New Zealanders Jabiru takeaway
NEW ZEALAND pilots Tim Holland and Ross Crawford must not like paying for freight.
“Earlier this year, we decided to upgrade our fleet and Jabiru aircraft were ticking all the boxes,” Anita Holland, wife of Tim and co-owner of a New Zealand flight school, said.
They decided to buy a brand new J230 and near-new J130.
But instead of freighting their cargo from the Bundaberg warehouse back home, they embarked on a 13-hour journey last Friday across the Tasman that Jabiru Aircraft business manager Sue Woods described as “not for the faint-hearted”.
Funnily enough, Mrs Woods said the costs saved in ‘postage’ were almost equalised when Mr Holland and friend Mr Crawford, a former Air New Zealand captain, had to fork out for safety checks, certifications, emergency equipment and tracking technology prior to their flight.
It was the second occasion a Jabiru had made the journey, and their J230 and J120 are now the first light sports aircraft in use as training birds in the land of the long white cloud, after the category was given the official all-clear last week.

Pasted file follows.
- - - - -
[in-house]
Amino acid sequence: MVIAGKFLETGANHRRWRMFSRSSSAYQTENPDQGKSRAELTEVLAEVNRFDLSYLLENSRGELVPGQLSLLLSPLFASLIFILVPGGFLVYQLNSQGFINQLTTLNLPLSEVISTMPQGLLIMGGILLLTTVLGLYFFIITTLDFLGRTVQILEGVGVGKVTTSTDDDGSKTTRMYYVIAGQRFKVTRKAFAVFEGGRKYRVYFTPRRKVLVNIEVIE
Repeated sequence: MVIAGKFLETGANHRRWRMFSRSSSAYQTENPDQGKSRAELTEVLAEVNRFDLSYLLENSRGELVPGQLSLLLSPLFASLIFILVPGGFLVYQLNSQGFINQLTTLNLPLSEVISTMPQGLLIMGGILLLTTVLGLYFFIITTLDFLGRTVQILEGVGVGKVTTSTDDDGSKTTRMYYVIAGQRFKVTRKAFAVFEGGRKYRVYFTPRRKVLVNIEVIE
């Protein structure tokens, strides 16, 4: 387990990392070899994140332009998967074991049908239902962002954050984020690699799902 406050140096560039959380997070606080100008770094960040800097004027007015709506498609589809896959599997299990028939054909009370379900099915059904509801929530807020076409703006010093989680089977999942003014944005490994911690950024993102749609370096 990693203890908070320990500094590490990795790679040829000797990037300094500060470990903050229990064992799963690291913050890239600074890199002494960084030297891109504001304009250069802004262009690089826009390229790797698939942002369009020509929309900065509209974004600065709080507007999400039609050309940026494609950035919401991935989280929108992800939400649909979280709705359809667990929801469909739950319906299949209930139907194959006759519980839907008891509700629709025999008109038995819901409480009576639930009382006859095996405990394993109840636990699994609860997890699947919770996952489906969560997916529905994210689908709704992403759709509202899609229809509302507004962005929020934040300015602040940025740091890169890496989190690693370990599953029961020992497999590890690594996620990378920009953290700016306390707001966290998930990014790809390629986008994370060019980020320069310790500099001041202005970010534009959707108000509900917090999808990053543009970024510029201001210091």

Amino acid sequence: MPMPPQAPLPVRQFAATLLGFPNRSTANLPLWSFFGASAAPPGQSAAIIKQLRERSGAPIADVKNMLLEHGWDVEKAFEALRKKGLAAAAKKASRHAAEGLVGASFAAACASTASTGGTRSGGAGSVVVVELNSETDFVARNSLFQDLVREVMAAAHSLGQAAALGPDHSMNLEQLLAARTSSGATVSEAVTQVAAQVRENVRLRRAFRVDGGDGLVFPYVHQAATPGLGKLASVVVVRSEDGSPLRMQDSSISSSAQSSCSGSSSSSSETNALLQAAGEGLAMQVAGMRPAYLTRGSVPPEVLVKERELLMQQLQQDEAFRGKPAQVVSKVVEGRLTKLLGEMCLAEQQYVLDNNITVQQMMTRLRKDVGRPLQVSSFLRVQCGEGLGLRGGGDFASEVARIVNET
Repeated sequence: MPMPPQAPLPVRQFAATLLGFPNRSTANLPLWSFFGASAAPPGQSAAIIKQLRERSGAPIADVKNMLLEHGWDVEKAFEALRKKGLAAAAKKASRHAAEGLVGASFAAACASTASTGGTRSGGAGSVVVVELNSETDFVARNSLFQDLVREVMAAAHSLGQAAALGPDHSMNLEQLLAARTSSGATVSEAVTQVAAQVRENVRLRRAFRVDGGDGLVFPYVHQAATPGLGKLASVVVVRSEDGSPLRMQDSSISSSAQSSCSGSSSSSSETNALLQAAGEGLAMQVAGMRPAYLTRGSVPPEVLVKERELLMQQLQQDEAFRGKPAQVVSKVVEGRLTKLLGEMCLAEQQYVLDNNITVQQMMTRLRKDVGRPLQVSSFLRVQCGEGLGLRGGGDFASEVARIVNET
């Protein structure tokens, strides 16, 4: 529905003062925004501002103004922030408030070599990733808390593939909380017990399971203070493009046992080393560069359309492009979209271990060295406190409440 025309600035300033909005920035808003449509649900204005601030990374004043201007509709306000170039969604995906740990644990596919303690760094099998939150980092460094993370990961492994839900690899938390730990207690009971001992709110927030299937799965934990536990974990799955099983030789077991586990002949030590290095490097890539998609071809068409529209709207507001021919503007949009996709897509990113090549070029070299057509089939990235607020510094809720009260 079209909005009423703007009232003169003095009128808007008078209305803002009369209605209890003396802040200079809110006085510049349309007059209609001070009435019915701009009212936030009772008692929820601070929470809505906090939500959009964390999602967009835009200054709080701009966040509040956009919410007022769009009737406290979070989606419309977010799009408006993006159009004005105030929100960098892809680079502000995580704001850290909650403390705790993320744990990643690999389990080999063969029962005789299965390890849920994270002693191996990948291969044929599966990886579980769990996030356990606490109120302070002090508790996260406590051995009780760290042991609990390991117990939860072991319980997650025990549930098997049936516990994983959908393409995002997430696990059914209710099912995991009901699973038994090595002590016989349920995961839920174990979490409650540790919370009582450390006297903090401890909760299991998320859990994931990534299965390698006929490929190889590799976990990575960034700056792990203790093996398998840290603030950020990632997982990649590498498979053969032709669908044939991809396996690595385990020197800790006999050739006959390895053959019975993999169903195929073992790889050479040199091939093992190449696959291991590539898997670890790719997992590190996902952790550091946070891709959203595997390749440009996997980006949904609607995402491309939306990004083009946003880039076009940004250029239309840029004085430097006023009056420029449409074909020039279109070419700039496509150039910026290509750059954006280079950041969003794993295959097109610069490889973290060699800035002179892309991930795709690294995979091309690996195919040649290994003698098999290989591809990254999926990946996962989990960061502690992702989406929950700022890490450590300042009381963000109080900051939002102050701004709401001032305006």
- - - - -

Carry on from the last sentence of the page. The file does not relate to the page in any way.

“Not many people would attempt the journey in a single-engine craft because it’s just you and the water; there’s nothing to land on,” Mrs Woods said.
The fact that Mr Holland cannot swim made the journey even more interesting.
Their packing list included satellite phone, two life rafts, a Spider Track (a satellite tracking update system), two GPS devices each, flares, life jackets and an additional personal locator beacon.
The pair had three stop-overs on the journey before landing on their home strip in Tauranga.
“Both planes performed well, meaning New Zealanders will have the confidence in them after seeing what they are capable of,” Mrs Woods said.